N,N-Bis(2-hydroxyethyl) alkylamide or fatty acid diethanolamides (FADs) were prepared from a variety of triglycerides using diethanolamine in the presence of different transition metal-doped CaO nanocrystalline heterogeneous catalysts. The Zn-doped Cao nanospheroids were found to be the most efficient heterogeneous catalyst, with complete [...] Read more.
N,N-Bis(2-hydroxyethyl) alkylamide or fatty acid diethanolamides (FADs) were prepared from a variety of triglycerides using diethanolamine in the presence of different transition metal-doped CaO nanocrystalline heterogeneous catalysts. The Zn-doped Cao nanospheroids were found to be the most efficient heterogeneous catalyst, with complete conversion of natural triglycerides to fatty acid diethanolamide in 30 min at 90 °C. The Zn/CaO nanoparticles were recyclable for up to six reaction cycles and showed complete conversion even at room temperature. The amidation reaction of natural triglycerides was found to follow the pseudo-first-order kinetic model, and the first-order rate constant was calculated as 0.171 min–1 for jatropha oil aminolysis. The activation energy (Ea) and pre-exponential factor (A) for the same reaction were found to be 47.8 kJ mol–1 and 4.75 X 108 min-1, respectively. Full article
(This article belongs to the Special Issue Biomass Derived Heterogeneous and Homogeneous Catalysts)
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Planned Papers

The below list represents only planned manuscripts. Some of these manuscripts have not been received by the Editorial Office yet. Papers submitted to MDPI journals are subject to peer-review.

Author: Hui Chen

Abstract: Soil respiration (Rs) is one of the major components controlling the carbon budget of terrestrial ecosystems. Aerated irrigation (AI) has been proven to increase Rs compared to control (CK), but the mechanisms of CO_2 release remain poorly understood. The objective of this study was (1) to test differences of aeration, irrigation, and their interaction on Rs, soil physical variables (soil water-filled pore spaceand temperature), and biotic properties (soil bacteria, fungi, actinomycetes, microbial biomass carbon, soil cellulase activity and dehydrogenase activity, dry biomass of tomato, androot morphology), and (2) to assess how physical and biotic variables control Rs. Therefore, three irrigation treatments included (60%, 80%, and 100% of full irrigation).Each irrigation level contained AI and CK. A total of six treatments were carried out. The results showed that AI significantly increased total root length and dry biomass of fruit compared to CK (/P/<0.05). The positive effect of irrigation on dry biomass of leaf, fruit, and root was significant (/P/<0.05). With respect to CK, greater Rs under AI (averagely 5.6% increases) was mainly driven by soil water-filled pore space, aboveground biomass, soil bacteria,and soil fungi. The results of this study are helpful for understanding the mechanisms of soil CO_2 release under aerated subsurface drip irrigation.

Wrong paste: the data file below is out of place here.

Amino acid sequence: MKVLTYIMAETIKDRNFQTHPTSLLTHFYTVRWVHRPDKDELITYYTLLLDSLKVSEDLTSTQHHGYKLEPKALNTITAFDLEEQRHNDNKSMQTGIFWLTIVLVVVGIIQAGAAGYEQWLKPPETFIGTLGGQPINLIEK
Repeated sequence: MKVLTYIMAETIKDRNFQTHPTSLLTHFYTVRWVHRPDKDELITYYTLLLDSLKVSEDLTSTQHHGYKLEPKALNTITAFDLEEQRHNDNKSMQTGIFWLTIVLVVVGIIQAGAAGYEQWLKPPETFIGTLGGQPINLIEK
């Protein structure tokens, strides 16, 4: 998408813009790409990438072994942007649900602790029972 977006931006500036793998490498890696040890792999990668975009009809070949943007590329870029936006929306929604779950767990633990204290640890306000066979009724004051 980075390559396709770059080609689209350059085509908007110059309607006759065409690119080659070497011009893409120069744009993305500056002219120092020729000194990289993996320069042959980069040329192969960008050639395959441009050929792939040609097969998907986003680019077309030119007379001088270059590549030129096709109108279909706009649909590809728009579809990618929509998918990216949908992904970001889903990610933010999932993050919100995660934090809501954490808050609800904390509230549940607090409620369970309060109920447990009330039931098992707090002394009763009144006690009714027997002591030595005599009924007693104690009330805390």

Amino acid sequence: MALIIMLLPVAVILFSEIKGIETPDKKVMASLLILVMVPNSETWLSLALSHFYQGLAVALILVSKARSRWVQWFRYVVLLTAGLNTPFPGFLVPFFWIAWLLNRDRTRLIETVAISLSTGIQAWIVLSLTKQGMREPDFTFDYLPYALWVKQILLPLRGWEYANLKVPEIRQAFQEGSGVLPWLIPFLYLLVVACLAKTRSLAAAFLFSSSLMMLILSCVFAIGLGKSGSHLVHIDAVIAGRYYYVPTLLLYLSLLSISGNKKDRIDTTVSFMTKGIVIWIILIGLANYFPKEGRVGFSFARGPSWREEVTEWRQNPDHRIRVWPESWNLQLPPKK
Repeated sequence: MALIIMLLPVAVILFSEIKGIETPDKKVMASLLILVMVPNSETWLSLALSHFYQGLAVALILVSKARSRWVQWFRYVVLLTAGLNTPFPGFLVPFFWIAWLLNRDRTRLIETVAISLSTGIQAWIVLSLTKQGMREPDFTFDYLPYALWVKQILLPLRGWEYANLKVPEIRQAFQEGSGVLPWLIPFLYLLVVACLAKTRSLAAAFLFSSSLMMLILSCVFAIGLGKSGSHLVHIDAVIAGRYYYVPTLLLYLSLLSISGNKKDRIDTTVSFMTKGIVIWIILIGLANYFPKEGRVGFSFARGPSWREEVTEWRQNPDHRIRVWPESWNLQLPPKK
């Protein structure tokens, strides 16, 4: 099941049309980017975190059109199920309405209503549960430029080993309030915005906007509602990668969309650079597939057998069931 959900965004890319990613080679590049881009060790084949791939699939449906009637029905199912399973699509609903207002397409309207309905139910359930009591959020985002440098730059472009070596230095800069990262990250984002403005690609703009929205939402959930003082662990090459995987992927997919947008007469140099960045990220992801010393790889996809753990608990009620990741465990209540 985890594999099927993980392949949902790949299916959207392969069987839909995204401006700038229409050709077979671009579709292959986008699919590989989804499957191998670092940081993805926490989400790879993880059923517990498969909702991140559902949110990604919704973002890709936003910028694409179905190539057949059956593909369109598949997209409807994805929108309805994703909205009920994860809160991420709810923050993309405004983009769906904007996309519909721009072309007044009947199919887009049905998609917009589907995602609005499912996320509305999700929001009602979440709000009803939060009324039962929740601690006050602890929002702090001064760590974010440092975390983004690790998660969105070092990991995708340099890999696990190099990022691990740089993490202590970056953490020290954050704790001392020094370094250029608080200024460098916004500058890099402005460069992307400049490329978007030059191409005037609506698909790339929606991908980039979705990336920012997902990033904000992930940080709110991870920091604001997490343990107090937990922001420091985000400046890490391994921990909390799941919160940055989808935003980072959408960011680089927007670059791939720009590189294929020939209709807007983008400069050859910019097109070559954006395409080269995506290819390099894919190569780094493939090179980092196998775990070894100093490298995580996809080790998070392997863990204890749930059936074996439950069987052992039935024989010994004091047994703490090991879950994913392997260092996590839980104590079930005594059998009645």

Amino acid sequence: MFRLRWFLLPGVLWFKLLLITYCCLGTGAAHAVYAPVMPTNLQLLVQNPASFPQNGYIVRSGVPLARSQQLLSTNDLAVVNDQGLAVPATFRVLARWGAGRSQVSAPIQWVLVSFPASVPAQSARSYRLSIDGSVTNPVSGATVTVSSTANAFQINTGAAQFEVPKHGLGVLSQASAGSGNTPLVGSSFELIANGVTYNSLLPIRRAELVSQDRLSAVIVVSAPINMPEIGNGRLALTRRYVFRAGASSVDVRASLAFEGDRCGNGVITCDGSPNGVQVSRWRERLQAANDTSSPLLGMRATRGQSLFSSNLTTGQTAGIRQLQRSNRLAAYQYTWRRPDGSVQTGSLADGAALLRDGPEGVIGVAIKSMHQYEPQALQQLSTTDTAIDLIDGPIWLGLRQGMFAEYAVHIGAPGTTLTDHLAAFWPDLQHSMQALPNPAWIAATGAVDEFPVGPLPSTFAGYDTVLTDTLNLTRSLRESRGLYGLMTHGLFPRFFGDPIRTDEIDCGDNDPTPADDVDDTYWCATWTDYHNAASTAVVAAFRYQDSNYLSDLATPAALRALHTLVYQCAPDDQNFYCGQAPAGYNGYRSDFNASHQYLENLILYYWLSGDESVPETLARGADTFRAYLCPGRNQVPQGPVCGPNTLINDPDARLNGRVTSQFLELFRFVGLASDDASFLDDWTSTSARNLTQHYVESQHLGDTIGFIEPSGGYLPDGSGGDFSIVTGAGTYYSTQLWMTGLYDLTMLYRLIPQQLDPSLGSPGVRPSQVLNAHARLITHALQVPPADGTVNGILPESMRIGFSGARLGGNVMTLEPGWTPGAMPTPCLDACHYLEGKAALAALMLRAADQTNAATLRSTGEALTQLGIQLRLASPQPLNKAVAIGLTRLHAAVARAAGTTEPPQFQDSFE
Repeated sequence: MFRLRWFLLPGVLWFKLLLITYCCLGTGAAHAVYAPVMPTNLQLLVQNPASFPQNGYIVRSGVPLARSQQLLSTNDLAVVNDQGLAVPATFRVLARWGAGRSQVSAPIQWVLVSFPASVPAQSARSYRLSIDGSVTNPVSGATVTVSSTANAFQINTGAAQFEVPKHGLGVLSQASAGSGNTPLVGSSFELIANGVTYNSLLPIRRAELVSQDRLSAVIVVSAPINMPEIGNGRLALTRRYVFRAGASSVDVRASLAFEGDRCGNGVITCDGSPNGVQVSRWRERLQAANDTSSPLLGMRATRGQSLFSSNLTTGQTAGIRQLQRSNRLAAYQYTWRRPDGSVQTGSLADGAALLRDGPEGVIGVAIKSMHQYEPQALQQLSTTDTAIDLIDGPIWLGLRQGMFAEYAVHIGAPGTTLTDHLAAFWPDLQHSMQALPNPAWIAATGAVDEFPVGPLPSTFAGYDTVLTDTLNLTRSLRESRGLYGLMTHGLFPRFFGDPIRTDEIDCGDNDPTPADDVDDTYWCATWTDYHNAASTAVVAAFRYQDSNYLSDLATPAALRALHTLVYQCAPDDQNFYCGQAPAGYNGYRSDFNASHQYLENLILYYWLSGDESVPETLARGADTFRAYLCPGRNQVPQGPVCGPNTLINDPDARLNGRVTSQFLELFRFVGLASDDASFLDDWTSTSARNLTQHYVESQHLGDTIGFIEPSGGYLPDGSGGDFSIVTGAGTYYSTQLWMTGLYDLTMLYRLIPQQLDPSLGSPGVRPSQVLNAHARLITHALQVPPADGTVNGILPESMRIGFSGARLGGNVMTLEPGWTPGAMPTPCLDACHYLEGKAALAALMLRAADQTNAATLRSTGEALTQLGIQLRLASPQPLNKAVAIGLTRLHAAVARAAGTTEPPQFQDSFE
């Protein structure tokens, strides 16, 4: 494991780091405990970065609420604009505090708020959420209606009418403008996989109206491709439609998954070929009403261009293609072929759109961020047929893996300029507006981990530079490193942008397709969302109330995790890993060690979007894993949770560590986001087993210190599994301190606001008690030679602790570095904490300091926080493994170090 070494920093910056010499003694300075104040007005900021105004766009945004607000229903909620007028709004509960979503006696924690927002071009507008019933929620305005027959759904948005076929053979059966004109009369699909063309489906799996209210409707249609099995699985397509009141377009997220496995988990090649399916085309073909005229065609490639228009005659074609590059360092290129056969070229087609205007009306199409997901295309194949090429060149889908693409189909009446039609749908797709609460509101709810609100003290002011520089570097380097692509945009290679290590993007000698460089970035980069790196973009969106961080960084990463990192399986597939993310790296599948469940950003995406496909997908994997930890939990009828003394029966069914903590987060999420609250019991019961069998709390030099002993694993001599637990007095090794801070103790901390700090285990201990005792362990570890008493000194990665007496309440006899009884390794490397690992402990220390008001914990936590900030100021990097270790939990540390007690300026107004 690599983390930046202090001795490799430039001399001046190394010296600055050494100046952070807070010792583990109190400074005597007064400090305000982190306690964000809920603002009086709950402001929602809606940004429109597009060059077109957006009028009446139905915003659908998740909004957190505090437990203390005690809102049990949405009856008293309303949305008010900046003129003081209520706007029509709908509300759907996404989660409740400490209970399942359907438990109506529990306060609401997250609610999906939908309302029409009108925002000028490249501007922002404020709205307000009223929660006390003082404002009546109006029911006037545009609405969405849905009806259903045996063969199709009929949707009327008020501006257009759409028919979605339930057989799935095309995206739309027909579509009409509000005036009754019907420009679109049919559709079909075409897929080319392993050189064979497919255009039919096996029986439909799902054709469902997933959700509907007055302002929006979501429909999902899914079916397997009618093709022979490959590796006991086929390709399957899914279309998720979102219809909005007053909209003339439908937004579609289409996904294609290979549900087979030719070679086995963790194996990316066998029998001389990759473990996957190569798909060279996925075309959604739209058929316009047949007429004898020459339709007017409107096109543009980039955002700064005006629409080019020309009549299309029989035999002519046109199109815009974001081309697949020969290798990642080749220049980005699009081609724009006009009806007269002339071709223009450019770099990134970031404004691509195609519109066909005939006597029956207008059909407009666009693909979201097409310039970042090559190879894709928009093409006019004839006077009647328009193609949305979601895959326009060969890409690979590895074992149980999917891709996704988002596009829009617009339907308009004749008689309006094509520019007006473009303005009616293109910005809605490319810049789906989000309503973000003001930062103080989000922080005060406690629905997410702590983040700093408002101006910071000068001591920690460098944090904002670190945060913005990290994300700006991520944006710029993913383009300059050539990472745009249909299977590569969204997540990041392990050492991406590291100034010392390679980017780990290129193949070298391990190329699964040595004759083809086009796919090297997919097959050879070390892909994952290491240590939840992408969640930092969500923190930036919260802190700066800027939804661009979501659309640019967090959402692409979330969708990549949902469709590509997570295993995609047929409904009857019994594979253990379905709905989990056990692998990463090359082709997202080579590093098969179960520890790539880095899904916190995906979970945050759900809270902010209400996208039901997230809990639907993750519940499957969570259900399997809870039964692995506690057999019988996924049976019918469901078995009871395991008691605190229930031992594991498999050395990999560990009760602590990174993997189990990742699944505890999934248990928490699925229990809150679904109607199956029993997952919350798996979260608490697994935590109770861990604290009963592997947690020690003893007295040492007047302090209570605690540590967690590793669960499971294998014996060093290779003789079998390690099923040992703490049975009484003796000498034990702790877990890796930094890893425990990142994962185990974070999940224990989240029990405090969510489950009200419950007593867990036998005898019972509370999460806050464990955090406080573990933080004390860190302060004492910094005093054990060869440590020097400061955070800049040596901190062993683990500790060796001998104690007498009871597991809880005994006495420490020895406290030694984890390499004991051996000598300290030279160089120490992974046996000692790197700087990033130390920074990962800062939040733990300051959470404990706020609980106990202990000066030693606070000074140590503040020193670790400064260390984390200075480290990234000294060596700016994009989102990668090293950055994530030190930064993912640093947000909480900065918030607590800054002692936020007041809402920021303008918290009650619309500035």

Title: Biodiesel production from castor oil by two-step catalytic transesterification: optimization of the process and economic assessment

Authors: Nuria Sánchez, José María Encinar, Sergio Nogales, Juan Félix González

Abstract: In this work, castor oil was showed as an alternative feedstock to obtain biodiesel. The production of biodiesel was optimized by the use of a two-step process. In this process fresh methanol and an homogeneous catalyst were added in each step and the glycerol produced during the first stage was removed before the second reaction. The reaction conditions were optimized, considering catalyst concentration (NaOH) and methanol:oil molar ratio for both steps. A model was developed to predict the final ester content of the biodiesel. Optimal conditions (0.08 mol·L-1 and 0.01 mol·L-1 as catalyst concentration, 5.25:1 and 3:1 as MeOH:oil molar ratio for 1st and 2nd step, respectively) were established taking into account the biodiesel quality and an economic analysis. This type of process allowed for cost saving, since the amounts of methanol and catalyst were significantly reduced. An estimation of the final manufacturing cost of biodiesel production was carried out.